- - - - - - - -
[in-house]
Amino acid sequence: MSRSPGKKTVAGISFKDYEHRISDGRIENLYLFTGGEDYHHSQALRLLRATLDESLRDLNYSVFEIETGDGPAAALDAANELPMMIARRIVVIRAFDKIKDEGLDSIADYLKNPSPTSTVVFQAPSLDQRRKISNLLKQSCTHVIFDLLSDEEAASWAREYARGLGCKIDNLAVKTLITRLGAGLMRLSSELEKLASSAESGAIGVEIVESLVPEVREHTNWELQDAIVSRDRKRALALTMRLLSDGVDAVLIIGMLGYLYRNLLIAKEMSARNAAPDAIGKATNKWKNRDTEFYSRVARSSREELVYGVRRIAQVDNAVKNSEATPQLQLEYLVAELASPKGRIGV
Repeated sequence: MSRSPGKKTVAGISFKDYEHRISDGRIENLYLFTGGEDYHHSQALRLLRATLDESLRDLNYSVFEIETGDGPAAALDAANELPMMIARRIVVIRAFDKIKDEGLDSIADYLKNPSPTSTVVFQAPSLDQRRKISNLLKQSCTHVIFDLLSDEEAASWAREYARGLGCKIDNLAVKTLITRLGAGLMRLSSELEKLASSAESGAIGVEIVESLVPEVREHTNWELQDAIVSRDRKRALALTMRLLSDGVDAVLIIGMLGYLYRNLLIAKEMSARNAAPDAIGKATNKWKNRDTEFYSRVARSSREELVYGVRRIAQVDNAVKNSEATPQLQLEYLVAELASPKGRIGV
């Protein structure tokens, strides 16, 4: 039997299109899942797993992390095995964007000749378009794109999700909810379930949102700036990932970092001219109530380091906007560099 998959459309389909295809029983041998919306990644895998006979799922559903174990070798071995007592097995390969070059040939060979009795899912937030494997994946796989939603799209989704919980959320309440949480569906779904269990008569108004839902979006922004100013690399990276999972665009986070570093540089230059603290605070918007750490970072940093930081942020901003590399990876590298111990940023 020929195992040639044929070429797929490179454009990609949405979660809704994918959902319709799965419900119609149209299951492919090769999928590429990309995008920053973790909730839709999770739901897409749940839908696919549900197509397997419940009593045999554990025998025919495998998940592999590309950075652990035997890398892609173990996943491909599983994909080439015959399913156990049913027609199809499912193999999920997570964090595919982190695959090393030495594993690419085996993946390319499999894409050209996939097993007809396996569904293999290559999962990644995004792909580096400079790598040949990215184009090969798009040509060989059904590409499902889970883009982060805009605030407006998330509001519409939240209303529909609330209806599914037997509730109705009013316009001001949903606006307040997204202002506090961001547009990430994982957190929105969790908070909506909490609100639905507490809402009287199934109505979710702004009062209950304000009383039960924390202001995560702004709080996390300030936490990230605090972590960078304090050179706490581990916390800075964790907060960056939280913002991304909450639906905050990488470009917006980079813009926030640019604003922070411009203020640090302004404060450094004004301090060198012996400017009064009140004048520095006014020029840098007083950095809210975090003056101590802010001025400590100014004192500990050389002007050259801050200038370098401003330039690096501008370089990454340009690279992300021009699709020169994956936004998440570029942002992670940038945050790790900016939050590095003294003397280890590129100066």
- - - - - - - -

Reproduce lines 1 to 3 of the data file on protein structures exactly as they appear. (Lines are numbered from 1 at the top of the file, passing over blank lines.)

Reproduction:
[in-house]
Amino acid sequence: MSRSPGKKTVAGISFKDYEHRISDGRIENLYLFTGGEDYHHSQALRLLRATLDESLRDLNYSVFEIETGDGPAAALDAANELPMMIARRIVVIRAFDKIKDEGLDSIADYLKNPSPTSTVVFQAPSLDQRRKISNLLKQSCTHVIFDLLSDEEAASWAREYARGLGCKIDNLAVKTLITRLGAGLMRLSSELEKLASSAESGAIGVEIVESLVPEVREHTNWELQDAIVSRDRKRALALTMRLLSDGVDAVLIIGMLGYLYRNLLIAKEMSARNAAPDAIGKATNKWKNRDTEFYSRVARSSREELVYGVRRIAQVDNAVKNSEATPQLQLEYLVAELASPKGRIGV
Repeated sequence: MSRSPGKKTVAGISFKDYEHRISDGRIENLYLFTGGEDYHHSQALRLLRATLDESLRDLNYSVFEIETGDGPAAALDAANELPMMIARRIVVIRAFDKIKDEGLDSIADYLKNPSPTSTVVFQAPSLDQRRKISNLLKQSCTHVIFDLLSDEEAASWAREYARGLGCKIDNLAVKTLITRLGAGLMRLSSELEKLASSAESGAIGVEIVESLVPEVREHTNWELQDAIVSRDRKRALALTMRLLSDGVDAVLIIGMLGYLYRNLLIAKEMSARNAAPDAIGKATNKWKNRDTEFYSRVARSSREELVYGVRRIAQVDNAVKNSEATPQLQLEYLVAELASPKGRIGV